On Thursday 18th June, I spoke at a great event organised by the Radical Independence Campaign as a precursor to the massive anti-austerity demonstration in Glasgow and London on June 20th.
The brilliant Independence Live live-streamed the event and it’s available for you to watch again. I’d really recommend it – the other speakers, from Castlemilk Against Austerity, the Glasgow Homeless Caseworkers who are out on strike and RIC’s very own Cat Boyd were all fantastic.
Here’s the speech I gave on learning from history and from each other and uniting against austerity.
I read an article the other day by Seumas Milne who said;
If opposition is to be successful… it will need to become a social movement. But the starting point has to be a break with a post-election sense of public powerlessness. Unchecked austerity is not inevitable. Stronger governments than this one have been forced to change course – and defeated.
That’s the basic theme of what I want to say to you tonight – that austerity is awful, debilitating and disempowering, but it’s far from inevitable. With a strong enough, coherent enough and diverse enough movement, we can and we must defeat it.
I want to give you a wee bit of hope – for those of you who might be feeling that it doesn’t matter whether we elect 56 out of our 59 MPs on an anti-austerity platform or that another protest, petition or sit in won’t make any difference. Well there are plenty who have come before us who have overcome and there are many amongst us who are winning in small ways who we need to stand with and learn from.
I want to start by setting out what we’re up against. Right now, a million people across the UK face the indignity, the stigma, the shame of having to rely on food banks to feed themselves and their families. For the first time, the majority of people in poverty are now in work, often working two or more jobs, yet they can’t earn enough to cover the basics. And that’s the tip of the iceberg. Austerity kills – there have been untold numbers of people who have either starved to death or taken their own lives after being made to feel like parasites, spongers, skivers and liars when their only crime was to be poor, vulnerable or disabled.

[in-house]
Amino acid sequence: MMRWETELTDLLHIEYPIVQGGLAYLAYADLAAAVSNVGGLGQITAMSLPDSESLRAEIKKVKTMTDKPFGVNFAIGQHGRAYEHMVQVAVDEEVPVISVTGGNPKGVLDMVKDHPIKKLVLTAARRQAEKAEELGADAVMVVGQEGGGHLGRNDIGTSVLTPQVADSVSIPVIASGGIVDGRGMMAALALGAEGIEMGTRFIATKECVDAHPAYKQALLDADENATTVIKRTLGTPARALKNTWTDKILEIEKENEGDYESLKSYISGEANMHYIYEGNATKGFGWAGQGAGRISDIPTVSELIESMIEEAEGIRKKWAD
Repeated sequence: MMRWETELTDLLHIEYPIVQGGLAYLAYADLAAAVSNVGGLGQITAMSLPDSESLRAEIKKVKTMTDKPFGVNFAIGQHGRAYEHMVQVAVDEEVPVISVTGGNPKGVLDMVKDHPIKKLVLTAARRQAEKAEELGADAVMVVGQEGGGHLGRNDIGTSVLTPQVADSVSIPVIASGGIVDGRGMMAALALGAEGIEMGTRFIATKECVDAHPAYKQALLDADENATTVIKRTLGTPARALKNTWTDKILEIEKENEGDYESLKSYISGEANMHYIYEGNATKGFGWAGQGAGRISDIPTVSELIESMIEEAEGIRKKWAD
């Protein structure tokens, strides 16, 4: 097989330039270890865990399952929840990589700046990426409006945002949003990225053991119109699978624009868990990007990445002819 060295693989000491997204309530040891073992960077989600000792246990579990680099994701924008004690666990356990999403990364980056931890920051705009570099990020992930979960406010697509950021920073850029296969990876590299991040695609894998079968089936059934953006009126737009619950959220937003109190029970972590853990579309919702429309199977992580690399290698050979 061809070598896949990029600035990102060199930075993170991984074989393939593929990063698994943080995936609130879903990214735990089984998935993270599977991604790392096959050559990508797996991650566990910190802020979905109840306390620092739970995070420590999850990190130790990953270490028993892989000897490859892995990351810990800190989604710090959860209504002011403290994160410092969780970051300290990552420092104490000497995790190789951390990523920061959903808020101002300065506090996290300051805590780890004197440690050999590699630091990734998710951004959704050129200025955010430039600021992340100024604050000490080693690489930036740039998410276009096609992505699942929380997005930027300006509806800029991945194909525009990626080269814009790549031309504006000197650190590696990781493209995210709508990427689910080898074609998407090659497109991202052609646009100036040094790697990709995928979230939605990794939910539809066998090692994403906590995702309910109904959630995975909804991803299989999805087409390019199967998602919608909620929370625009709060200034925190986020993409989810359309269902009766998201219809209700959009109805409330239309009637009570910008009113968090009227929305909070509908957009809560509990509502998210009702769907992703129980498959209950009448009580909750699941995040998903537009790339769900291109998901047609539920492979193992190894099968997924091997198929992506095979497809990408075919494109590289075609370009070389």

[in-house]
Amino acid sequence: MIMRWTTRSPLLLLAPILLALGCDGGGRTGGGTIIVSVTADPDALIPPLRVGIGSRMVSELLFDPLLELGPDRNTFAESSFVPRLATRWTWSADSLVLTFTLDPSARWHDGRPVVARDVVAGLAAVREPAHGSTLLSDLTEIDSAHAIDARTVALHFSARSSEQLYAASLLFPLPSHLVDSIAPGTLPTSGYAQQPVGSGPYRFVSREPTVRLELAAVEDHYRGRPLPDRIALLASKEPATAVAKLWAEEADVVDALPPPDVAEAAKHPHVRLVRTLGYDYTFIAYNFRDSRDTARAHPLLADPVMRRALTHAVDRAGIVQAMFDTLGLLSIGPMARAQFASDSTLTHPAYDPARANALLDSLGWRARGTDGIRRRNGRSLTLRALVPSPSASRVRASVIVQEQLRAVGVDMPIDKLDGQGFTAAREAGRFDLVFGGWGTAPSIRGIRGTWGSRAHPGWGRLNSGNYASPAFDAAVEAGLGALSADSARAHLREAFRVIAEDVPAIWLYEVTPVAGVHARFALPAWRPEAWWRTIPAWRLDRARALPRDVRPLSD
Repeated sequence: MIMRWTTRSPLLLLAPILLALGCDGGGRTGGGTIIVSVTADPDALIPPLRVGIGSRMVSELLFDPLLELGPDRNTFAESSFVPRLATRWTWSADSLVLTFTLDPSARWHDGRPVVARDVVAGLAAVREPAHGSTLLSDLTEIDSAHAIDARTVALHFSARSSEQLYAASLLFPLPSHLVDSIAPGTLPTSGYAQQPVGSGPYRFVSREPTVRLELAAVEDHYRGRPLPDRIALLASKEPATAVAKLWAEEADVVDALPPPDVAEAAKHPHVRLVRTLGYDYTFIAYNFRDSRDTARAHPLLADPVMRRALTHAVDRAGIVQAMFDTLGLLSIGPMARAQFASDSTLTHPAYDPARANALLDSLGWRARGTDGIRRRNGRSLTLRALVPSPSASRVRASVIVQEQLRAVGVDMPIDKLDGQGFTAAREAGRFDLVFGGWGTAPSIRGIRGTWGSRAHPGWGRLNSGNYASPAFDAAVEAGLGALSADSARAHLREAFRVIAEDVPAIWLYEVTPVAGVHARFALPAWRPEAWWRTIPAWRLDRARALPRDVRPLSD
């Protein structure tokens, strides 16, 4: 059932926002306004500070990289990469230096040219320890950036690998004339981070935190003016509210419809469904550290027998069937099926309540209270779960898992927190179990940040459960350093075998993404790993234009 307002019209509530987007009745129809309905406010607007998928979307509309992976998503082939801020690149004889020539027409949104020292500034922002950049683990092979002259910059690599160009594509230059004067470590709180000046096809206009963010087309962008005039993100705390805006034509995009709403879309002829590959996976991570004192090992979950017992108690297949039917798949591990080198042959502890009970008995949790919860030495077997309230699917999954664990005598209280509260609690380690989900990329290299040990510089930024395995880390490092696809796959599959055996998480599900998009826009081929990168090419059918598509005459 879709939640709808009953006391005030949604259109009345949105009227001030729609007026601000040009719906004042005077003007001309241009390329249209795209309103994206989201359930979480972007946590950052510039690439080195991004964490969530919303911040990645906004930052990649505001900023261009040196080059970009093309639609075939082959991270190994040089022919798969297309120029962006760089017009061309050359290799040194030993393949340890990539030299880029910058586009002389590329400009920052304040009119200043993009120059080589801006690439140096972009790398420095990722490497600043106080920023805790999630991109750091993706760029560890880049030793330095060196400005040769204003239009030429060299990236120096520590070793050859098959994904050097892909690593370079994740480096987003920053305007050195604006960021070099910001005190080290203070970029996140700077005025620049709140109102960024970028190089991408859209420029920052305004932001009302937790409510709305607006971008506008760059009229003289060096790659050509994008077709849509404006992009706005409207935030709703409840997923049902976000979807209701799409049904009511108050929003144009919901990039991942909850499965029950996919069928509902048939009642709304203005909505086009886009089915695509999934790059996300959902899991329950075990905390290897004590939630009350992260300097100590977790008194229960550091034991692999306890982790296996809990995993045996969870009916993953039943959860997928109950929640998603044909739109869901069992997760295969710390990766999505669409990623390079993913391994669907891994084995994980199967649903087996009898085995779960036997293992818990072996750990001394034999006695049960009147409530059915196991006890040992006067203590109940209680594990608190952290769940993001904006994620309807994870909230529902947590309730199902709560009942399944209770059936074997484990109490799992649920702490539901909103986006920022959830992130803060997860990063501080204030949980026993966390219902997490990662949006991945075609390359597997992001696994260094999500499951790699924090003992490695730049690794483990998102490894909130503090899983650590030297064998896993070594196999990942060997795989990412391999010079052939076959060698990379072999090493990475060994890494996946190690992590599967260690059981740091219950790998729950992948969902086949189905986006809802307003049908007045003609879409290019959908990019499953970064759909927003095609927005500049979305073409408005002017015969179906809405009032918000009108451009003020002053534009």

And all this against a backdrop of 60% of the cuts yet to come.
Statistics and news like this can be crippling. Trying to fight back over the last few years, this has so often felt like a hopeless battle. Another amendment in the Lords overturned; another petition ignored; another protest overlooked. And still they win.
It’s in that context that it can be easier to share an angry article on facebook or to sign a petition than to do what it is that we really MUST do next. We have to build a movement from the ground up that takes power back and makes it impossible for austerity to take effect. As Cat and others have said, we must make this country ungovernable.
So where do we start? Well despite the amazing movement we’ve already built with RIC and across the radical left and trade union movement, we’re not winning yet. But I want to show you that it’s possible.
I have three examples from history that I think have lessons for us. This may be the only time you hear someone talking about the Black Panthers in the same breath as the Battle of George Square but here goes…
In the 1960s, The Black Panthers aimed for what they called ‘survival pending revolution’ – they wanted a revolution in race relations but they recognised they had to start by building a movement for the very survival of black people across America. So they started mutual aid programmes like free breakfasts including for school children. These programmes sprung up all over the country, connecting people and empowering them. Though it was accused of being a Bolshevik plot, it was in many ways a homemade welfare state. And these programmes were so successful that the free breakfast programme for children was later adopted by the federal government.